This is far much less energy than what countries such as the United States or China consume each year. That being said, Bitcoin consumes more energy than the whole gold mining industry in the market. Gold mining requires 131 TW/h per year, which shows that both of these activities are energy-consuming.
However, it is worth taking into consideration that this energy consumption is used to power a network that offers decentralized transactions and a store of value to people from all over the world. Indeed, Bitcoin is easy to transport and it cannot be censored by any government or centralized authority. Miners, therefore, play a crucial role in helping the network become stronger and more valuable.
It is also possible to compare Bitcoin’s energy consumption with how much energy is required to conduct many other activities. For example, lightning in the United States consumes 60 TW/h per year. The chemical industry is now consuming 1349 TW/h per year around the world. Copper mining is currently consuming 167 TW/h. This shows that Bitcoin mining is not the only industry that consumes large amounts of electricity.
There are many other economic sectors that are currently having a strong impact on the grid. This, however, does not mean that they should be criticized or attacked. Instead, new and more efficient ways to run these operations could be one of the best ways to reduce their impact on the environment.
Bitcoin Hash Rate and Difficulty Adjustments
Bitcoin mining also relies on hash rate and difficulty adjustments. Each Bitcoin miner contributes to the hash rate of the network. That means that when a new miner or ASIC miner is turned on and connected to the Bitcoin network, they are bringing more hashes.
The higher the hash rate, the more secure the Bitcoin network becomes. This happens because it would be completely difficult for an attacker to be able to make a 51% attack. These attacks can happen only if the network is small and does not have enough hash power.
Thanks to it, Bitcoin is protected against any possible attack or situation that could affect it. Nonetheless, when there is an increase in the hashes of the network and difficulty remains stable, blocks could be mined faster. Thanks to automatic difficulty adjustments, the Bitcoin network makes it more difficult for miners to take advantage of the low difficulty of the network. Hence, when hash rate increases, a difficulty adjustment should take place, taking some miners out of the network (because they would not be able to be efficient anymore). As this happens, the network becomes more secure and ASIC mining companies search for new ways to make ASIC miners more efficient and secure.
Investments in Green Energy
Over the last few years, we have seen how new investments in green energy have been taking place on the Bitcoin network. This happened as miners searched for more efficient ways to mine Bitcoin.
When difficulty moves higher, then it is extremely necessary for miners to be able to reduce their expenditures and become as efficient as possible. The only way to do so besides acquiring new and more efficient mining hardware is by having efficient energy sources.
While Bitcoin mining activities have been attacked for consuming large amounts of energy, people don’t realize that miners are investing in renewable energies all the time. In some cases, miners will have their own sources of energy and eventually sell energy to the electricity grid if they produced more energy than what was needed to mine Bitcoin.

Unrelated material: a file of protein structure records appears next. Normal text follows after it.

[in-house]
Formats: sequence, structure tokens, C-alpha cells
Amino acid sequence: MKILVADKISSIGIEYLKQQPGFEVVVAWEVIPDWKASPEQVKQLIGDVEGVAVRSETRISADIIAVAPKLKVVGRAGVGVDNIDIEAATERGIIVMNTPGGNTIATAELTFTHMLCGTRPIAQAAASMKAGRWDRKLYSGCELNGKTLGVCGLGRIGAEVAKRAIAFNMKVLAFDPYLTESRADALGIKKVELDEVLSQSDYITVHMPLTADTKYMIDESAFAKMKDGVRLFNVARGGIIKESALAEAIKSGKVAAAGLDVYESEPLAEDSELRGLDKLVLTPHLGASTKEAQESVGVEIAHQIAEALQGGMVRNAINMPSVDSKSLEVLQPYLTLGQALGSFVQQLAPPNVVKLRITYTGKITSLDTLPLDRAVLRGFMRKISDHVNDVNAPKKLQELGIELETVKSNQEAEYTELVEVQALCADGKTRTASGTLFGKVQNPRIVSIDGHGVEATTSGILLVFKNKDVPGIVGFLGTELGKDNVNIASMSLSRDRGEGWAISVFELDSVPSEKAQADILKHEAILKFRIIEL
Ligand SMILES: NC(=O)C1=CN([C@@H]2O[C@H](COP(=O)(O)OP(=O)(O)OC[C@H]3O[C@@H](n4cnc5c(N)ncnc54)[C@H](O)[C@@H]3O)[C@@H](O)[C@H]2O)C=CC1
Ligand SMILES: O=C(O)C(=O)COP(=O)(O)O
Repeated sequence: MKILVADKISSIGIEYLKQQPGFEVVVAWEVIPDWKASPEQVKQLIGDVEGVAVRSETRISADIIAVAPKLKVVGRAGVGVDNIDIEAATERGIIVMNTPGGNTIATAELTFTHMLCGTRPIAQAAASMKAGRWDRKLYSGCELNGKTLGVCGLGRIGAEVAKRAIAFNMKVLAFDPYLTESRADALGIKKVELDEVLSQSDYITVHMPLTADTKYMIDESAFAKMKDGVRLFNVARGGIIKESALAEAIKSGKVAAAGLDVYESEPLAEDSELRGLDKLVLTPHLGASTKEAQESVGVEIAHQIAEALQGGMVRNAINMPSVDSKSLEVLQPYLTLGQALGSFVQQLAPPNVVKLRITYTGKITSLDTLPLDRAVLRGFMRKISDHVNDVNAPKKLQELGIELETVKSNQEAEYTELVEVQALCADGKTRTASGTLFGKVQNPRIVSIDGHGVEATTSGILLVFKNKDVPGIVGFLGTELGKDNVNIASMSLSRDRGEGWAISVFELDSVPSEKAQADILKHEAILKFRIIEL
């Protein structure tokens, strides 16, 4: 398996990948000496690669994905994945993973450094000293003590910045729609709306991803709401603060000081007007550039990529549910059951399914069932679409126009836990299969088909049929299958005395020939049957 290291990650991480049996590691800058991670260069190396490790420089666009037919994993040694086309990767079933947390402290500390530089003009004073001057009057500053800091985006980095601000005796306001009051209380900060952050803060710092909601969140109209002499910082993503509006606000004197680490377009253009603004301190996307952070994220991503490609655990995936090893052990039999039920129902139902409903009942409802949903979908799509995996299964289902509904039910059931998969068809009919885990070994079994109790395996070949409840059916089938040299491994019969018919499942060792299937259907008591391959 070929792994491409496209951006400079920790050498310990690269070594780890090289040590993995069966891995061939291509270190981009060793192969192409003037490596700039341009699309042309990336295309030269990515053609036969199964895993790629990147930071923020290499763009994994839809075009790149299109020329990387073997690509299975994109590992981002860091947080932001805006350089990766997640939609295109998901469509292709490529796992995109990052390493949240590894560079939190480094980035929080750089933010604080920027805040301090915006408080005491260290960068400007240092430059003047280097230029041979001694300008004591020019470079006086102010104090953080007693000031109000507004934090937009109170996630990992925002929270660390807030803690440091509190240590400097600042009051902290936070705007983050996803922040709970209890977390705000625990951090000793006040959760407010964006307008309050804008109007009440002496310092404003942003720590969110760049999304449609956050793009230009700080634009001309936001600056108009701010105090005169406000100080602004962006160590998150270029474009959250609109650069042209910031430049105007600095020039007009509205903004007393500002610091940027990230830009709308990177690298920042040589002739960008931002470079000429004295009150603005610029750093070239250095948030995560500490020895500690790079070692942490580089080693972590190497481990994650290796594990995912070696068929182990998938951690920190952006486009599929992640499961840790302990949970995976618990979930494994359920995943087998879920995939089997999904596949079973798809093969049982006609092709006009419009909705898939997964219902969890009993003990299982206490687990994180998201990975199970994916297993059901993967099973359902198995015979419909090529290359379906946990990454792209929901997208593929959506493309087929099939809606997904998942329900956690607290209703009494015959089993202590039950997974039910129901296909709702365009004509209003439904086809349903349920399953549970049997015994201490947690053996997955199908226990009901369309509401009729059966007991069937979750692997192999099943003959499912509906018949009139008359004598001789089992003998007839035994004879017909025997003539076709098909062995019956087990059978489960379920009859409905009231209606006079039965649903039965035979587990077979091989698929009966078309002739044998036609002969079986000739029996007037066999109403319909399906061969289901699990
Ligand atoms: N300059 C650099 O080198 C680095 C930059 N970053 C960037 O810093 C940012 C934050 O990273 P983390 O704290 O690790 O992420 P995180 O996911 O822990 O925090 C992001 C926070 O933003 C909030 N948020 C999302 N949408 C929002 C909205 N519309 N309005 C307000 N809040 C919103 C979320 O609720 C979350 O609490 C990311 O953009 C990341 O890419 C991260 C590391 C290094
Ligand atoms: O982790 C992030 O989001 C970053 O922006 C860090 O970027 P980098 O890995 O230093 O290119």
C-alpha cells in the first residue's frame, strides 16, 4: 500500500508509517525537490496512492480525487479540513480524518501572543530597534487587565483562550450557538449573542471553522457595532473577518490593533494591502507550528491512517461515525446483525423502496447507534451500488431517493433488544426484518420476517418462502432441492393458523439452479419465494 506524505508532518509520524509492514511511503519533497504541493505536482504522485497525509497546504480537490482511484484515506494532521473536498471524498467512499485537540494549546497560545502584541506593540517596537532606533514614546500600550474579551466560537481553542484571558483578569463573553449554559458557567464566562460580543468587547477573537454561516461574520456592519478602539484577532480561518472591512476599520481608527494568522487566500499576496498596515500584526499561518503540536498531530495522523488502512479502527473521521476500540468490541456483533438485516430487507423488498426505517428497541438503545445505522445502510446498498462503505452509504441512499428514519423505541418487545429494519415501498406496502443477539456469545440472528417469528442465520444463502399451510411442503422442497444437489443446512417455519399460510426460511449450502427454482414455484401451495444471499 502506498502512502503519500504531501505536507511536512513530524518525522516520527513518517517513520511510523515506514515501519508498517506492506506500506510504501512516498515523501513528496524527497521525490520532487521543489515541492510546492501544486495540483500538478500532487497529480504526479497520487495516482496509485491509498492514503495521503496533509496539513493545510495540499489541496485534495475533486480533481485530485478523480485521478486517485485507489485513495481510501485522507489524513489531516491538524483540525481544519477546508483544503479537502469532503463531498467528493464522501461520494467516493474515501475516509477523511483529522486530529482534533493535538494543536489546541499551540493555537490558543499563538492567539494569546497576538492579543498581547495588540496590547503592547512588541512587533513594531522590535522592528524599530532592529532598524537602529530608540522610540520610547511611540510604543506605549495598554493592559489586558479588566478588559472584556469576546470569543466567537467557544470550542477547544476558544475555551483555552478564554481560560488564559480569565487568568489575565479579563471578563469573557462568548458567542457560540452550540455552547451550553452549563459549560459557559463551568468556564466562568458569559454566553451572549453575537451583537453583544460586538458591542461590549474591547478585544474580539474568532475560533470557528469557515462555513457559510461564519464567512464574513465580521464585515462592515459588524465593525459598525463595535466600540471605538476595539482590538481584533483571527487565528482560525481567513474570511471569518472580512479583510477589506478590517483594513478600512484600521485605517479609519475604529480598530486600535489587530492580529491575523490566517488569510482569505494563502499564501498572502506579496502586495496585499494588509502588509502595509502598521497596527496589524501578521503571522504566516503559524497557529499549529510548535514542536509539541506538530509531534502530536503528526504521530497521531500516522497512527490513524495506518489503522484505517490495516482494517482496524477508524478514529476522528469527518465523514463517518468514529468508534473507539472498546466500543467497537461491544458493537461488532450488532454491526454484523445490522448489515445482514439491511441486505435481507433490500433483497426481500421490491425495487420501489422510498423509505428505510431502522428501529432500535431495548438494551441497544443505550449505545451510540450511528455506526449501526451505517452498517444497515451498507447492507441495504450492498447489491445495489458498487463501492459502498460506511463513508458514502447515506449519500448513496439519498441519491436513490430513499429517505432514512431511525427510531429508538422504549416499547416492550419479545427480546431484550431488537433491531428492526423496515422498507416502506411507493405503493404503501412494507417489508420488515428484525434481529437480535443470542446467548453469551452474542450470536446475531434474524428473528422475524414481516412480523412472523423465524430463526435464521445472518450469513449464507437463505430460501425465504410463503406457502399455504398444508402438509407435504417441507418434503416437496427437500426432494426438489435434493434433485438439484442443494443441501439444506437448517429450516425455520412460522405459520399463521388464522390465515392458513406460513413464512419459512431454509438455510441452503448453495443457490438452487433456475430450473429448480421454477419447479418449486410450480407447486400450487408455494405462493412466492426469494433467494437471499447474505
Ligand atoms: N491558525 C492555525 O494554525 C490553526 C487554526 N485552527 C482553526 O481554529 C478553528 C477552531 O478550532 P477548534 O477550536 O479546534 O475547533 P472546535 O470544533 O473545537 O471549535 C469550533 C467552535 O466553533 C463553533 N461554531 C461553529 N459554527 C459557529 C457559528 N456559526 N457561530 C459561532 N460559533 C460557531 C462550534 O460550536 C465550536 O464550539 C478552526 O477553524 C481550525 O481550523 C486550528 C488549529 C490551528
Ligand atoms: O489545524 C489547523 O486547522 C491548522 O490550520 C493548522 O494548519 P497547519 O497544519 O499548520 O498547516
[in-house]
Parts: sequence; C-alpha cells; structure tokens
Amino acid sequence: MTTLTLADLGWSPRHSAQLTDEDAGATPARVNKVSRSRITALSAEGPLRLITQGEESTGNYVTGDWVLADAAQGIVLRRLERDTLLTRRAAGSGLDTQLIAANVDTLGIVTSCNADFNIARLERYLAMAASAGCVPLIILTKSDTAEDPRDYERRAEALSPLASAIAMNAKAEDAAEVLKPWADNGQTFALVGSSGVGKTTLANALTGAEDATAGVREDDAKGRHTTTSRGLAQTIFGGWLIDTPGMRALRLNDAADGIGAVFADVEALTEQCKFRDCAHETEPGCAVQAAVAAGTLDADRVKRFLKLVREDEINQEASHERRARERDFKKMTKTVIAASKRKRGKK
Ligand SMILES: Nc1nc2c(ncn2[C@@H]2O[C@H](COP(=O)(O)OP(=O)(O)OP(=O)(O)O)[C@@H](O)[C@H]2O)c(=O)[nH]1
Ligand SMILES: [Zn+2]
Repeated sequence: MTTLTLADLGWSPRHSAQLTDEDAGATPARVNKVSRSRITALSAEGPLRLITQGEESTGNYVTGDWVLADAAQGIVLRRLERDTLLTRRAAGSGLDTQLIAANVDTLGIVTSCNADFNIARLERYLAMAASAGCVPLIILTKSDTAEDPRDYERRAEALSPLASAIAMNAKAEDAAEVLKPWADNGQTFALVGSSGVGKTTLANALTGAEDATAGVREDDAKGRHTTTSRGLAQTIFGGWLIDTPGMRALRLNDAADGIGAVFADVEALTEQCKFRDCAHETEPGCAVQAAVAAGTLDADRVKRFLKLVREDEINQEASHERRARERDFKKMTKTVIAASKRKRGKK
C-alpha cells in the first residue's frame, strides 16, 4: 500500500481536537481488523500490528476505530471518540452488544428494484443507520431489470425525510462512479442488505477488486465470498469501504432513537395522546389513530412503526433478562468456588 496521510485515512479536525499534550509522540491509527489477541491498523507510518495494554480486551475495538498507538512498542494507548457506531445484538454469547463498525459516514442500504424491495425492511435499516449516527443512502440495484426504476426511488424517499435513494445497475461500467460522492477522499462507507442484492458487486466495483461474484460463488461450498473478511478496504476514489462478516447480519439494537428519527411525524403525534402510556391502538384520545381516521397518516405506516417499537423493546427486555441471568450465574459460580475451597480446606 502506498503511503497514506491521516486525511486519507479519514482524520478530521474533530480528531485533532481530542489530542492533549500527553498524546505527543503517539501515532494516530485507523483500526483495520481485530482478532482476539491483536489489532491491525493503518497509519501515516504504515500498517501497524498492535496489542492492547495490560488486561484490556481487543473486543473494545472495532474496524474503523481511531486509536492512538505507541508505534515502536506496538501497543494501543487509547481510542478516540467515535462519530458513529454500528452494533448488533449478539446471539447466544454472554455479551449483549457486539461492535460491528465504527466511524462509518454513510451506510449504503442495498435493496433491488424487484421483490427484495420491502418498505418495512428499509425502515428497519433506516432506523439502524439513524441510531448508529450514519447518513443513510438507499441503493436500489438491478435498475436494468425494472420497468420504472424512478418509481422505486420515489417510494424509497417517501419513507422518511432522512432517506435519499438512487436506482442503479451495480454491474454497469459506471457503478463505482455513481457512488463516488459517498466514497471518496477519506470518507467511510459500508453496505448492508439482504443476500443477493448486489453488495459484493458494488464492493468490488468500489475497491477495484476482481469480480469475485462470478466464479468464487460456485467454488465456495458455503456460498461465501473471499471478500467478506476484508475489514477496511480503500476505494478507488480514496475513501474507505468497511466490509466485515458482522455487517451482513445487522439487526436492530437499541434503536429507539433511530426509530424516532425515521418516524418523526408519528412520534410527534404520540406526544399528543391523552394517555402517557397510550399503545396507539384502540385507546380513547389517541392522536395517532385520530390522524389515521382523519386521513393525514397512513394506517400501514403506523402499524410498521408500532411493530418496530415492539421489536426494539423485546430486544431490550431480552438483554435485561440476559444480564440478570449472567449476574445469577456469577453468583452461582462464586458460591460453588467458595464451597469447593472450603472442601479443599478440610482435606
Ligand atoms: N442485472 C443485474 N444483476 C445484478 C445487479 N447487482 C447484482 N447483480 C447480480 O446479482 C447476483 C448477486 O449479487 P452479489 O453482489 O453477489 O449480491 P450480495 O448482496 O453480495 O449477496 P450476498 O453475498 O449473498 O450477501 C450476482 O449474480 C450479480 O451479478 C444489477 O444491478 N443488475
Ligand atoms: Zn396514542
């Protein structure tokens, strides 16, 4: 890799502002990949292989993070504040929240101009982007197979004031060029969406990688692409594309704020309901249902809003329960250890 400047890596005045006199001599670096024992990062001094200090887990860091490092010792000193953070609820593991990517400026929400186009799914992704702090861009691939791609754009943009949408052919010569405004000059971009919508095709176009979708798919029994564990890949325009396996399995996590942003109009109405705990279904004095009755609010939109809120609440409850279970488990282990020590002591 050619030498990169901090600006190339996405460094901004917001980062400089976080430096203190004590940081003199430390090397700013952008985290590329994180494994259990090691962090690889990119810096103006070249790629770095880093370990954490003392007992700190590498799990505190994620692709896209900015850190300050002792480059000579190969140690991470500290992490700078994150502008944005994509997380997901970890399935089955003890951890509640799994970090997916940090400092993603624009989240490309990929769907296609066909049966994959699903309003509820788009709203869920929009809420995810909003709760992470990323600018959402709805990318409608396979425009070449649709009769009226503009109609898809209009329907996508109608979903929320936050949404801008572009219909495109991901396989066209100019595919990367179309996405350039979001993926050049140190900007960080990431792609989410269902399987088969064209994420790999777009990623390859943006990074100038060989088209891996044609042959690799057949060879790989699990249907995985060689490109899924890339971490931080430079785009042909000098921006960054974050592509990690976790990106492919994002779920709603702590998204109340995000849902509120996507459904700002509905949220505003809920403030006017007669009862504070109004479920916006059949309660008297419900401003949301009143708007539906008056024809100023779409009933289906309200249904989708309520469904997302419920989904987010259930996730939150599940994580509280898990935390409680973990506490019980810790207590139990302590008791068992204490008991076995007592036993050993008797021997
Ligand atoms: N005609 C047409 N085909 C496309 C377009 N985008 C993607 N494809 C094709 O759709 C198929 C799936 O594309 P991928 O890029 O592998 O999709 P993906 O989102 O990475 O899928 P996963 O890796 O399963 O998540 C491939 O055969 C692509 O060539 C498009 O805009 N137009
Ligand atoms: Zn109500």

In this way, they have a net positive impact not only on the grid but also on the environment as a whole. Not only do they reduce their need to use contaminating sources of energy, but they also make it possible for people to get cheap and reliable (clean) sources of energy.
The future is more than bright for Bitcoin mining activities. Thanks to the fact that China has banned mining activities on its territory, it is now even possible for miners to search for more Bitcoin friendly places that will take into consideration all the above-mentioned things.
We have heard how El Salvador became the first country in the world to make Bitcoin legal tender. Not only El Salvador did make Bitcoin legal tender, but President Nayib Bukele has also worked in order to mine Bitcoin using volcano energy.
This is something that could help the country secure the currency they are now using on a regular basis and to use energy that would otherwise be wasted. The goal is, in the end, to build a “Bitcoin city” at the base of a volcano.
This could be one of the first examples on how governments and large-scale mining projects could have a positive impact not only on the environment but also on the Bitcoin network. If other countries start engaging in different mining activities, it could be possible to use excess energy in order to mine Bitcoin.
If Bukele’s project of Volcano mining is profitable and ends up bringing benefits to society as a whole, it could be implemented in other countries as well.
Using Excess Energy
It has been discussed many times that some power plants (including hydroelectric power) produce excess energy. The problem is that it is currently very difficult to be able to store this excess energy and use it in the future. Batteries are usually able to last just for a short period of time, which makes it difficult for excess energy to be used in the future.
This is where Bitcoin could become very valuable. By using the excess energy produced by different energy sources, it is possible not only to mine Bitcoin and be rewarded for these activities but also to protect the network even further,
Hence, we see that there is a very positive impact of using Bitcoin by large electricity companies to store value (and use it in the future) without having to rely on batteries. They might not be storing energy, but they are not losing the value that this energy can produce.
These coins can then be sold to the market and used to finance new investment projects or give bonuses to employees at the end of the year.